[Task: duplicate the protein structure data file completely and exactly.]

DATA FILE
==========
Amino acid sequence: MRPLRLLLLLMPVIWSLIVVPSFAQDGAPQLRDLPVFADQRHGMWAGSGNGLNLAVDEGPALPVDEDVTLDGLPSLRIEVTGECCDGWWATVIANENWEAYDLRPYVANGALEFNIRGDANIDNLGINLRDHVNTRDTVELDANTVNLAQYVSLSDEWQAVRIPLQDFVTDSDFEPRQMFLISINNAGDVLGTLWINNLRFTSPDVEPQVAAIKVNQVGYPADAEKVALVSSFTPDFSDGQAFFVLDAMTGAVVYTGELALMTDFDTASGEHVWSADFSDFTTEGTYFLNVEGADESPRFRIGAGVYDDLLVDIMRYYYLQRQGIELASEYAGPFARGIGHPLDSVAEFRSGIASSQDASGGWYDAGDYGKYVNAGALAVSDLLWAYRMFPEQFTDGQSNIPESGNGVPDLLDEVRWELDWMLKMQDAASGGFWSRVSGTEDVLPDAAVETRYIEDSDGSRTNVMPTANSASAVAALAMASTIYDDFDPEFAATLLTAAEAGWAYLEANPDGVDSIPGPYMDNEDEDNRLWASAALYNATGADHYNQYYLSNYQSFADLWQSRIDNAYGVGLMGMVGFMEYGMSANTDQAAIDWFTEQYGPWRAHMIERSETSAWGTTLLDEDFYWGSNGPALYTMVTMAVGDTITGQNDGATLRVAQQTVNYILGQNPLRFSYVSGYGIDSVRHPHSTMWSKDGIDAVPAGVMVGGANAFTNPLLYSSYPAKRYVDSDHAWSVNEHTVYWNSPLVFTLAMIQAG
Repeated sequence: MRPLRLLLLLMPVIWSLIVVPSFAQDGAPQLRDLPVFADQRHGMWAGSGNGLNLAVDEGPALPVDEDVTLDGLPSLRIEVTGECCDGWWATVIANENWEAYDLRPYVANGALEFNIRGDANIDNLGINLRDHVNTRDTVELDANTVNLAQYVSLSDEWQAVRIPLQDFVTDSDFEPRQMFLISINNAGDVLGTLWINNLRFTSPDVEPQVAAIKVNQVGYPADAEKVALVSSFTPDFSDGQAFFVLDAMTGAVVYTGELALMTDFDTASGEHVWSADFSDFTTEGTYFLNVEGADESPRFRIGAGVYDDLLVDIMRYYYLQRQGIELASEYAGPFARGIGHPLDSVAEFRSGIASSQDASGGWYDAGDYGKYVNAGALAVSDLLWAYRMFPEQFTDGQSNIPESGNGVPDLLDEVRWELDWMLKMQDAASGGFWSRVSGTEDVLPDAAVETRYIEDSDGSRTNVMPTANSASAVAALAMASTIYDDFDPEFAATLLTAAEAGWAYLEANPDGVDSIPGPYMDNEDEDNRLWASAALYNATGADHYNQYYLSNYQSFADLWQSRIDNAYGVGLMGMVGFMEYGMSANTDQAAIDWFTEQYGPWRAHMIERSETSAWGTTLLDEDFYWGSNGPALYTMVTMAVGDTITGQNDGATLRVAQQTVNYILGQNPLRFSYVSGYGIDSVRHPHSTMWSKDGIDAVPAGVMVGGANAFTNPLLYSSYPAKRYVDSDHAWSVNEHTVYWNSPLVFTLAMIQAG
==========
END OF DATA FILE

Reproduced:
Amino acid sequence: MRPLRLLLLLMPVIWSLIVVPSFAQDGAPQLRDLPVFADQRHGMWAGSGNGLNLAVDEGPALPVDEDVTLDGLPSLRIEVTGECCDGWWATVIANENWEAYDLRPYVANGALEFNIRGDANIDNLGINLRDHVNTRDTVELDANTVNLAQYVSLSDEWQAVRIPLQDFVTDSDFEPRQMFLISINNAGDVLGTLWINNLRFTSPDVEPQVAAIKVNQVGYPADAEKVALVSSFTPDFSDGQAFFVLDAMTGAVVYTGELALMTDFDTASGEHVWSADFSDFTTEGTYFLNVEGADESPRFRIGAGVYDDLLVDIMRYYYLQRQGIELASEYAGPFARGIGHPLDSVAEFRSGIASSQDASGGWYDAGDYGKYVNAGALAVSDLLWAYRMFPEQFTDGQSNIPESGNGVPDLLDEVRWELDWMLKMQDAASGGFWSRVSGTEDVLPDAAVETRYIEDSDGSRTNVMPTANSASAVAALAMASTIYDDFDPEFAATLLTAAEAGWAYLEANPDGVDSIPGPYMDNEDEDNRLWASAALYNATGADHYNQYYLSNYQSFADLWQSRIDNAYGVGLMGMVGFMEYGMSANTDQAAIDWFTEQYGPWRAHMIERSETSAWGTTLLDEDFYWGSNGPALYTMVTMAVGDTITGQNDGATLRVAQQTVNYILGQNPLRFSYVSGYGIDSVRHPHSTMWSKDGIDAVPAGVMVGGANAFTNPLLYSSYPAKRYVDSDHAWSVNEHTVYWNSPLVFTLAMIQAG
Repeated sequence: MRPLRLLLLLMPVIWSLIVVPSFAQDGAPQLRDLPVFADQRHGMWAGSGNGLNLAVDEGPALPVDEDVTLDGLPSLRIEVTGECCDGWWATVIANENWEAYDLRPYVANGALEFNIRGDANIDNLGINLRDHVNTRDTVELDANTVNLAQYVSLSDEWQAVRIPLQDFVTDSDFEPRQMFLISINNAGDVLGTLWINNLRFTSPDVEPQVAAIKVNQVGYPADAEKVALVSSFTPDFSDGQAFFVLDAMTGAVVYTGELALMTDFDTASGEHVWSADFSDFTTEGTYFLNVEGADESPRFRIGAGVYDDLLVDIMRYYYLQRQGIELASEYAGPFARGIGHPLDSVAEFRSGIASSQDASGGWYDAGDYGKYVNAGALAVSDLLWAYRMFPEQFTDGQSNIPESGNGVPDLLDEVRWELDWMLKMQDAASGGFWSRVSGTEDVLPDAAVETRYIEDSDGSRTNVMPTANSASAVAALAMASTIYDDFDPEFAATLLTAAEAGWAYLEANPDGVDSIPGPYMDNEDEDNRLWASAALYNATGADHYNQYYLSNYQSFADLWQSRIDNAYGVGLMGMVGFMEYGMSANTDQAAIDWFTEQYGPWRAHMIERSETSAWGTTLLDEDFYWGSNGPALYTMVTMAVGDTITGQNDGATLRVAQQTVNYILGQNPLRFSYVSGYGIDSVRHPHSTMWSKDGIDAVPAGVMVGGANAFTNPLLYSSYPAKRYVDSDHAWSVNEHTVYWNSPLVFTLAMIQAG